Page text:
WHEELING - The Wheeling Police Department's new bomb-sniffing dog unit was put into action this morning after a suspicious package was discovered inside the Intermodal Transportation Center at 14th and Main streets.
Police were notified just after 8 a.m. by parking garage personnel that a package with tape around it was spotted on an upper floor of the parking facility. Police immediately closed the structure and brought in Officer Garrett Pugh and the bomb-sniffing dog Declan.
Within 30 minutes, the dog had determined there were no explosives in the package or in the facility. The package turned out to be building tile materials.
Photo by Scott McCloskey
Wheeling Police Officer Garrett Pugh and K-9 Declan prepare to search for explosives in a suspicious package at the Intermodal Transportation Center this morning.
Police Chief Shawn Schwertfeger praised the quick action of the new police dog, a Dutch Malinois, which has been trained specifically to sniff out explosives.
"K-9 Declan is the newest member of the department, one of our five K-9 units and one of, I think, three bomb dogs in the state," Schwertfeger said. "He is a dual purpose detail dog. He can do building and article searches but his main duty is to sniff explosives."
In place for just one week, Declan has been called into action several times.
"He's already been utilized multiple times since we got him. He was used at the federal building (in Wheeling) last week and at the suspect's home and vehicle in Bridgeport. We took him over there to search for explosives."
Last week, former city police officer Thomas J. Piccard fired multiple shots into the Federal Building on Chapline Street before being fatally shot. Several federal building workers received slight injuries during the shooting.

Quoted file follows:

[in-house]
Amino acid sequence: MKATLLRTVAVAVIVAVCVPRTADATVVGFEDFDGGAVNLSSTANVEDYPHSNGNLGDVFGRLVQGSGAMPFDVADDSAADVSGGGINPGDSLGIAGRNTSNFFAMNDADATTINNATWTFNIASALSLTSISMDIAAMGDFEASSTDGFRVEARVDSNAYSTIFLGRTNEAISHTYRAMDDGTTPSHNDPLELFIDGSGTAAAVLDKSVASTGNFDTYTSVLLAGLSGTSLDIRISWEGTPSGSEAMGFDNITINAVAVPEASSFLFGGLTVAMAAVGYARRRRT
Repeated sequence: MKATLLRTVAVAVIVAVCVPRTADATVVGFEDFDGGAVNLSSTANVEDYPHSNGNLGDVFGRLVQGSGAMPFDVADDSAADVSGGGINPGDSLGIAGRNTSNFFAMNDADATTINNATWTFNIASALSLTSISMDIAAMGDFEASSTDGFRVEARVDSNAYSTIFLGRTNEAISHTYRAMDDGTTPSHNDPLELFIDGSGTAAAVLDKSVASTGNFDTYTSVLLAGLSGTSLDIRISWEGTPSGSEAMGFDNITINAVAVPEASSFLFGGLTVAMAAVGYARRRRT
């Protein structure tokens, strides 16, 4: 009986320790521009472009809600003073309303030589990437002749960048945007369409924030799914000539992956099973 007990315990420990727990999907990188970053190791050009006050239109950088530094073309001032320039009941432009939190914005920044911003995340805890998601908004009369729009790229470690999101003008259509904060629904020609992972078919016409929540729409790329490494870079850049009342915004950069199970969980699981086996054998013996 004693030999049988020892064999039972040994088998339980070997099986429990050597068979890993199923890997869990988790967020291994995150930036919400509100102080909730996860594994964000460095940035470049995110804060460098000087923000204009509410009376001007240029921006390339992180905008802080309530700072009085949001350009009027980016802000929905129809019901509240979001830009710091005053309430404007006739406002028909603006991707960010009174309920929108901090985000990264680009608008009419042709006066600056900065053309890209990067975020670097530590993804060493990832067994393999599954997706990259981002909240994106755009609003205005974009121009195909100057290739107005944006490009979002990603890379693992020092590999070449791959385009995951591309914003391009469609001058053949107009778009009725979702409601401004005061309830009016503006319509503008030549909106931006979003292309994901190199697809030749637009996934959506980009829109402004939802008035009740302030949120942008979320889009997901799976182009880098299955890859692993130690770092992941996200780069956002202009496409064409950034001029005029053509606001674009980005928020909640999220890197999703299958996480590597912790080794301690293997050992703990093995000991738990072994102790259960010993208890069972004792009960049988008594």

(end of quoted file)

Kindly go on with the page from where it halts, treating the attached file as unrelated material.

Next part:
Piccard's vehicle and mobile home in Bridgeport were searched after he left a handwritten message that led police to suspect explosives could be at that location. The bomb dog did not detect any problems at the Bridgeport or Wheeling locations following the shooting.
The police chief said having the bomb dog in the department saves critical time when potentially dealing with explosives.
"On a morning like this we would have had to shut down the Intermodal for hours until we got a response team from Charleston or Huntington or even Pittsburgh to determine whether or not this package was safe. Today we were able to clear in 30 minutes," Schwertfeger commented.
The chief said part of his strategic plan is to establish an ordnance disposal unit within the department, however, it takes training and more funding than currently available within his budget.
"It's expensive but it's my goal," Schwertfeger said.
Pugh said while Declan can participate in a number of police duties, he is not trained to detects narcotics.
"He is specifically trained to sniff for powders, explosives," Pugh said. "He has been great to work with."